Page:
It’s Exhausting

What do attitudes towards fatigue reveal about morality and illness?

Weary, James Abbott McNeill Whistler, 1863 © Ben Jones/Heart Agency.

This past year or so has revealed the multiple dimensions of fatigue. It is one of the many possible symptoms of Covid-19 and it can linger. Lethargy can last for weeks, even months, after the more common identifying markers, like fever and a cough, have abated. Even those who have managed to evade the virus have probably felt sluggish at some point. A kind of collective lassitude has accompanied the palpable anxiety, stress and fear. There has also been much talk of ‘pandemic fatigue’ – a loss of interest in, and adherence to, lockdown and social distancing measures. All this weariness makes now the perfect time for a book about fatigue, especially one as deft as Emily K. Abel’s Sick and Tired

Abel constructs her history around her own experiences of ill-health and exhaustion. Ever since she was diagnosed with breast cancer in 1993, she has felt an overwhelming fatigue. She writes about how her enervation has shaped and constrained her life, the reactions of her doctors, friends and family, and her efforts to make sense of this new condition. She chronicles cultural attitudes towards fatigue, the historically specific nature of these approaches, and past and present efforts to address the kind of lethargy she experiences. 

Writing this book, it seems, was itself an attempt to process her own exhaustion and the last chapter explores the academic disciplines and social movements that helped her to recalibrate her feelings about fatigue. As a result, this is a deeply personal and presentist book. Presentism is sometimes seen as the historian’s cardinal sin, but this book is what second-wave feminists called presentist in the ‘best sense’. Not a flimsy anachronism, but an empathetic and rigorous attempt to understand the historical origins of things that continue to shape the lives of people today. 

This is a slim volume, but it is full of thought-provoking ideas. Especially interesting is Abel’s exploration of the cultural emphasis on productivity and how stigmatising debates about fatigue are threaded through with poignant questions about work and morality. Sick and Tired is not just a medical history, but an account of capitalism and its physical and emotional consequences. These questions are particularly pressing now, as many organisations reconsider the post-pandemic workplace.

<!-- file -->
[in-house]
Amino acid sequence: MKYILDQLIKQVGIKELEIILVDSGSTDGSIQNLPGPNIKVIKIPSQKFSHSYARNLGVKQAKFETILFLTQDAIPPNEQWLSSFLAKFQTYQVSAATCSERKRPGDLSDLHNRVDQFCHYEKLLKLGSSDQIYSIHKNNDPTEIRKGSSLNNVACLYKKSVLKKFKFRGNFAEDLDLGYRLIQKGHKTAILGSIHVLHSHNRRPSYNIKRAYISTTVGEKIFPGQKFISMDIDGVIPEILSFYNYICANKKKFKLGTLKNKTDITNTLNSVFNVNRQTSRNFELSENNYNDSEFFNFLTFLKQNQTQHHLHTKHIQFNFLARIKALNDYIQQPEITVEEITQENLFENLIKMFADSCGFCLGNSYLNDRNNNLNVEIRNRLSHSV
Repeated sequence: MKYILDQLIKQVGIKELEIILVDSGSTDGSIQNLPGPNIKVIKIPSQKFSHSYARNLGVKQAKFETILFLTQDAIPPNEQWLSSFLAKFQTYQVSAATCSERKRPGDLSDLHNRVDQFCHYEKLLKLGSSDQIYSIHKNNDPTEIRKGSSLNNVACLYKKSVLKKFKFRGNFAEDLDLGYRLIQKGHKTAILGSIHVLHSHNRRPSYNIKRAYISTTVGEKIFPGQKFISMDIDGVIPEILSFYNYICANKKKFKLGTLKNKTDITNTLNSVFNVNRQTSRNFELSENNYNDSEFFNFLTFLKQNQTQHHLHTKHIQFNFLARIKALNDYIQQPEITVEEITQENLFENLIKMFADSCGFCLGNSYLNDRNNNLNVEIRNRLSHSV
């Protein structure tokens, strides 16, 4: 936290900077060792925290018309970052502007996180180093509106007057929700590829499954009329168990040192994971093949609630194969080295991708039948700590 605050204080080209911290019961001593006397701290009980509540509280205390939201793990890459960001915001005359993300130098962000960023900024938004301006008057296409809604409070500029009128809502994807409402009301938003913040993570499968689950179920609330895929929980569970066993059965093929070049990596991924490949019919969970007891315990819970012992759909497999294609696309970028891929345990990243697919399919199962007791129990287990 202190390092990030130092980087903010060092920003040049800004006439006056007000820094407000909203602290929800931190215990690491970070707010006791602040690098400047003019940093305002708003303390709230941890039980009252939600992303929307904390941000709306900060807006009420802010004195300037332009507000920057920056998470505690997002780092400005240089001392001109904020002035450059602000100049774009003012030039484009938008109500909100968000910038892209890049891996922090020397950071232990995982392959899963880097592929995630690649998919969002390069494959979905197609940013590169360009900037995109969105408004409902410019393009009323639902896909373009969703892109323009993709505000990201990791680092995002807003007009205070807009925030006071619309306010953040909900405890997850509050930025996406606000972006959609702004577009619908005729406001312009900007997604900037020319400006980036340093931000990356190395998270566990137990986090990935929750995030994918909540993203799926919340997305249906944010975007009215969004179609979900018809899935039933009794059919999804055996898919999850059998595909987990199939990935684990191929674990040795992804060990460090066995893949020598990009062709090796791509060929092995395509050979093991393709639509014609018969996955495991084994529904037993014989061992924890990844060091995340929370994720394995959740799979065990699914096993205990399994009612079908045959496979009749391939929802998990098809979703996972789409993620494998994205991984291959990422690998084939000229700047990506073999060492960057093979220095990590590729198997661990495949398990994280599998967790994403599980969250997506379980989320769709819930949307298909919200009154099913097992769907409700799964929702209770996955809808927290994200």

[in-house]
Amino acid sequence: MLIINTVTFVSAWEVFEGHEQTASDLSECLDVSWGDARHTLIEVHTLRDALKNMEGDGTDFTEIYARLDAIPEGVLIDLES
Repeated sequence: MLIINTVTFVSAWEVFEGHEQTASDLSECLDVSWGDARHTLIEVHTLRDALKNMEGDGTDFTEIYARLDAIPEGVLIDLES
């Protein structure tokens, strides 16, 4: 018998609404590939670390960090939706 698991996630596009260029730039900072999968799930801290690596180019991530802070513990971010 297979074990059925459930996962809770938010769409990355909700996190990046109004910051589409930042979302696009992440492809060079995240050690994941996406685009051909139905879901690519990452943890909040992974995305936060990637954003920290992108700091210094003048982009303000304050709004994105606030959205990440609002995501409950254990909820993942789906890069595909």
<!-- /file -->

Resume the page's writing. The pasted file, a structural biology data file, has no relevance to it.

The book returns, again and again, to the relationship between mind and body. Abel’s fatigue leaves no physical trace, it cannot be picked up by scans or blood tests and while it began with a tangible disease – breast cancer – it remained after her other symptoms ended. She writes with care about how difficult it is to divorce yourself from the powerful notion that modern medicine has a ‘cure for every affliction’. She describes how she remains uncertain whether her fatigue is ‘all in her head’ and the repeated efforts of friends and doctors to categorise her feelings as a psychological aberration or illness, like post-traumatic stress disorder or depression. Fatigue is one of many things that sit at the uneasy intersection of the physical and the psychological. 

Readers seeking a straightforward history might be disappointed – only one chapter is dedicated specifically to the past – but historical questions and ways of thinking suffuse Abel’s writing. What emerges is a convincing model for how to produce meaningful and politically engaged medical histories, stories that have only become more pertinent in the age of Covid-19. 

Sick and Tired: An Intimate History of Fatigue
Emily K. Abel
University of North Carolina Press 206pp £15

Agnes Arnold-Forster is the author of The Cancer Problem: Malignancy in Nineteenth-Century Britain (Oxford University Press, 2021).